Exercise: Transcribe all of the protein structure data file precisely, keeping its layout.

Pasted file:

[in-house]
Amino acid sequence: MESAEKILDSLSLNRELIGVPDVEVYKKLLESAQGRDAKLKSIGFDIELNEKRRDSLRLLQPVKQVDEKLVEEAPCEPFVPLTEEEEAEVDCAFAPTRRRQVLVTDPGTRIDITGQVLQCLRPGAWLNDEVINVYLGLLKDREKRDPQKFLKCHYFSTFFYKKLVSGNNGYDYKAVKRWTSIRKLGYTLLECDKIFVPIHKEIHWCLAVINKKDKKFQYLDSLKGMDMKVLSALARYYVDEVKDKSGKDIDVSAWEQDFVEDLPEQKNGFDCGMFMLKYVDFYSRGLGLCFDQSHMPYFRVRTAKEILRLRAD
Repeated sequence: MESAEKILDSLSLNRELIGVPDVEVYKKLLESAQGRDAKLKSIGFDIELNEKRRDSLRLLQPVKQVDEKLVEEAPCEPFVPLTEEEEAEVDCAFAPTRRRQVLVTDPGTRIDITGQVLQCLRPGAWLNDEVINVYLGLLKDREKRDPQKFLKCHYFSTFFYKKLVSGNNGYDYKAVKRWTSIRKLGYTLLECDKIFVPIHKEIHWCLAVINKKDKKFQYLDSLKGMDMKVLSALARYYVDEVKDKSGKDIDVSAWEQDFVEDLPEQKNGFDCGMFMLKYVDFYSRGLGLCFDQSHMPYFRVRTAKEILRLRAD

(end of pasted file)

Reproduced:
[in-house]
Amino acid sequence: MESAEKILDSLSLNRELIGVPDVEVYKKLLESAQGRDAKLKSIGFDIELNEKRRDSLRLLQPVKQVDEKLVEEAPCEPFVPLTEEEEAEVDCAFAPTRRRQVLVTDPGTRIDITGQVLQCLRPGAWLNDEVINVYLGLLKDREKRDPQKFLKCHYFSTFFYKKLVSGNNGYDYKAVKRWTSIRKLGYTLLECDKIFVPIHKEIHWCLAVINKKDKKFQYLDSLKGMDMKVLSALARYYVDEVKDKSGKDIDVSAWEQDFVEDLPEQKNGFDCGMFMLKYVDFYSRGLGLCFDQSHMPYFRVRTAKEILRLRAD
Repeated sequence: MESAEKILDSLSLNRELIGVPDVEVYKKLLESAQGRDAKLKSIGFDIELNEKRRDSLRLLQPVKQVDEKLVEEAPCEPFVPLTEEEEAEVDCAFAPTRRRQVLVTDPGTRIDITGQVLQCLRPGAWLNDEVINVYLGLLKDREKRDPQKFLKCHYFSTFFYKKLVSGNNGYDYKAVKRWTSIRKLGYTLLECDKIFVPIHKEIHWCLAVINKKDKKFQYLDSLKGMDMKVLSALARYYVDEVKDKSGKDIDVSAWEQDFVEDLPEQKNGFDCGMFMLKYVDFYSRGLGLCFDQSHMPYFRVRTAKEILRLRAD